Preface

 

with the ensuing conflict of emotions that tugged at them in different directions and became an integral part of them.
While those who walked the corridors of power in London, Lisbon, Paris, and Amsterdam dreamed their dreams of empire, wrote their history books, made bold speeches and pronouncements, and planned to make great fortunes in this distant land, this relatively small group of people, their own seed, manned the outposts, believed the brave words, saw the vision, and lived the dreams. That they would inevitably become the detritus of empire when Europe’s experiment with colonialism failed was of less consequence than the living of their lives in the pursuit of the dream.
These were the Anglo-Indians—and this story is about them.

Synopsis of Boarding School Boy

Boarding School Boy is a story set in the days of the British Raj in India about:
- A gifted boy, physically and intellectually blessed by nature, traumatized by events of his early youth—an unwilling witness to an incident evoking powerful human emotions he did not understand; abandoned as a child in a Boarding School and left to grow up on his own for eight years, with little guidance through puberty, which predictably left big gaps in the structure of his persona.
- A dedicated priest, masterful in his role as teacher and mentor, tormented by questions of his faith and the sacrifice of an abandoned love.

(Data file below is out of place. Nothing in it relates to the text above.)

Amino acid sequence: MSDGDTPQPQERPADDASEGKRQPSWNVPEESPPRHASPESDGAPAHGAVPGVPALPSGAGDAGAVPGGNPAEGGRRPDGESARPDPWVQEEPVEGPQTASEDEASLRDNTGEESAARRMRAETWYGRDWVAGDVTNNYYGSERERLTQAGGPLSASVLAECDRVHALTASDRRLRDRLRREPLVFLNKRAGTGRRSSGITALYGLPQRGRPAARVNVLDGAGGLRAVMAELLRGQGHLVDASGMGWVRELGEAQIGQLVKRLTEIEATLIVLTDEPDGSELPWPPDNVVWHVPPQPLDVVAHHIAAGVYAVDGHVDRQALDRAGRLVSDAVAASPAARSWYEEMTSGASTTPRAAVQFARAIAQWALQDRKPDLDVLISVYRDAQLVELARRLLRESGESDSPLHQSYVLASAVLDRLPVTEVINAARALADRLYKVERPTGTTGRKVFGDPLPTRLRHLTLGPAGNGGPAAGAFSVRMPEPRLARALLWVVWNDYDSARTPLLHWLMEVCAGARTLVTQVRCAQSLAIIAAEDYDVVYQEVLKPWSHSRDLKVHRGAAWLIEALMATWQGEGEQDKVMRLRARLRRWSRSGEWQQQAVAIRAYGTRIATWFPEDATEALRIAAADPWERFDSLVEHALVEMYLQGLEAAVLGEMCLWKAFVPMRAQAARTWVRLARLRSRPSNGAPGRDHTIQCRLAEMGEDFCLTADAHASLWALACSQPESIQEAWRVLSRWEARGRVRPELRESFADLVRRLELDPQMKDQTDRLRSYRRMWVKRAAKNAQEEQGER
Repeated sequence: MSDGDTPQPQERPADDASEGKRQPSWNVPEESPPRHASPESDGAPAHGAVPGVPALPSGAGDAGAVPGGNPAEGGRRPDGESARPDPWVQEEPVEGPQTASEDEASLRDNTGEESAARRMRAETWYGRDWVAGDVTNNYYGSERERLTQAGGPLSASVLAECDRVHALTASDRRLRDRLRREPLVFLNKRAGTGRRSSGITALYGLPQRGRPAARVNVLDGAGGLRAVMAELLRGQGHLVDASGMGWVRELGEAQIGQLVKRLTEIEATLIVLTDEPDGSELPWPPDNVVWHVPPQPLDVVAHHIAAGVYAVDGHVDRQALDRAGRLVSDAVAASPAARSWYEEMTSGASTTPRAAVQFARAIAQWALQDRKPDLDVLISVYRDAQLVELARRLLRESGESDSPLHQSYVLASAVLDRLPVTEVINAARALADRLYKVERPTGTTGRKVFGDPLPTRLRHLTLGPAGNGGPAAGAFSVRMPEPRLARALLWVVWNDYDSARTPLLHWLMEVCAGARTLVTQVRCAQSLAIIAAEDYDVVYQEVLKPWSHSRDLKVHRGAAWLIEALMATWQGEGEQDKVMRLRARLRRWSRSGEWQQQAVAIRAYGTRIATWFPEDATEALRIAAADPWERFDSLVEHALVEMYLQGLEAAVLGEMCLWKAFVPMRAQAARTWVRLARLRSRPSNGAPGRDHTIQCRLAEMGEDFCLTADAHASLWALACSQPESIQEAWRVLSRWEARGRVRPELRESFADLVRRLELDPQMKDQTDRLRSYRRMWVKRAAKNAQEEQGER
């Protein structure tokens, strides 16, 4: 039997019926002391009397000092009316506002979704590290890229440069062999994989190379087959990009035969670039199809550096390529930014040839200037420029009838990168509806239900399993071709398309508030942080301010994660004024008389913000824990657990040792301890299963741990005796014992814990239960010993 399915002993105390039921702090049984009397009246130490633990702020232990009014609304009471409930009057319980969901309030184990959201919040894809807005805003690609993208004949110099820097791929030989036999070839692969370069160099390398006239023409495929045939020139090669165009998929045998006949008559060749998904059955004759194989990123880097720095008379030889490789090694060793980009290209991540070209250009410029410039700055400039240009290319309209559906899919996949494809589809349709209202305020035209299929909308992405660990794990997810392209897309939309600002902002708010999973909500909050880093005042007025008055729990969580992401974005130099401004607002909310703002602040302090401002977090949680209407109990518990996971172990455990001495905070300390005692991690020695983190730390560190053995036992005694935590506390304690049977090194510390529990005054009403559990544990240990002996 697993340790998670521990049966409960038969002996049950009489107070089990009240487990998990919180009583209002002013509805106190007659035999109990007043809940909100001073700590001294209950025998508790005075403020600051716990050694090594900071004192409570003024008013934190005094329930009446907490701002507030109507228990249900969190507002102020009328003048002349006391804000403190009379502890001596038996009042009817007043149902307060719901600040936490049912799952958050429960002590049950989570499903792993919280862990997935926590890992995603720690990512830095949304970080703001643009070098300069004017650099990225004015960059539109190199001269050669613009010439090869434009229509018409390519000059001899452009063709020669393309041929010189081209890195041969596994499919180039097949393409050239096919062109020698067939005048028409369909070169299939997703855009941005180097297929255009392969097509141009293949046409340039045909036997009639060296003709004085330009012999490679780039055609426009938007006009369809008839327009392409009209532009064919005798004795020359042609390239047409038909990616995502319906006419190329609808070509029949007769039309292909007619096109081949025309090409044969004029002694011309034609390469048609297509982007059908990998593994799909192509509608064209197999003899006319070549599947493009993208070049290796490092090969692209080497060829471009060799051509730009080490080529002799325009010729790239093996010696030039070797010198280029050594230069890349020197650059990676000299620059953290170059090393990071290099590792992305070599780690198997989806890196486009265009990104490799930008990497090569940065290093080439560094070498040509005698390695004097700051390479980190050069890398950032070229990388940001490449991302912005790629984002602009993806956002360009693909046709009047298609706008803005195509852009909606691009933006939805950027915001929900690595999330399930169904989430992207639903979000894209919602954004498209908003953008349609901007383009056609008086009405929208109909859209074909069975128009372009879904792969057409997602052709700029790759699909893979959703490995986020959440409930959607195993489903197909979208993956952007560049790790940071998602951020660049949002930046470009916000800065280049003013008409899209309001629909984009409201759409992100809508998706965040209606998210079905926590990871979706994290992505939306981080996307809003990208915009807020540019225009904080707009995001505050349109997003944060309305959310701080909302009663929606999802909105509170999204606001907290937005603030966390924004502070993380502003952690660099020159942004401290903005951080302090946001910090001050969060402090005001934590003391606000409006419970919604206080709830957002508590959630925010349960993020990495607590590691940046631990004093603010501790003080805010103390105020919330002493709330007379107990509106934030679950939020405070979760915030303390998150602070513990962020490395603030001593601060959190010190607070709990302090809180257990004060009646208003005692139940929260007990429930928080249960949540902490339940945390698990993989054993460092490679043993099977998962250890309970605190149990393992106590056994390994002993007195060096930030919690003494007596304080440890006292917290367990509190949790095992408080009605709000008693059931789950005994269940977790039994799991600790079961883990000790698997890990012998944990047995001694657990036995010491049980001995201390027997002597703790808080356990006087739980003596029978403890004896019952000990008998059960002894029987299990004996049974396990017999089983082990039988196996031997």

- On the periphery, the laundryman’s daughter, a wisp of a girl, who haunts the pages of the book with her exotic allure.
- Five boys of varying circumstances, each with their unique blend of character and magnetism, drawn by Fate into a brotherhood whose lives intertwine in a complex filigree of events that hurtles inexorably towards its unexpected conclusion.


In the fading days of the British Empire there existed a unique breed of people, spread in enclaves all around the Indian subcontinent. Born in the country, they were the direct descendants of the European colonizers of the subcontinent—predominantly British, but also French, Dutch, and Portuguese—who had settled there for the previous two hundred years. Many of those who had arrived in recent decades were still ethnically European, while others who had arrived several generations before were of mixed ancestry. Together they formed a tight community bound by their common ancestry and culture. Their loyalties were torn between their love for India, land of their birth, on the one hand and their European heritage and customs, to which they clung with pride, on the other, and they learned to live

Boarding School Boy

(In the days of the Raj)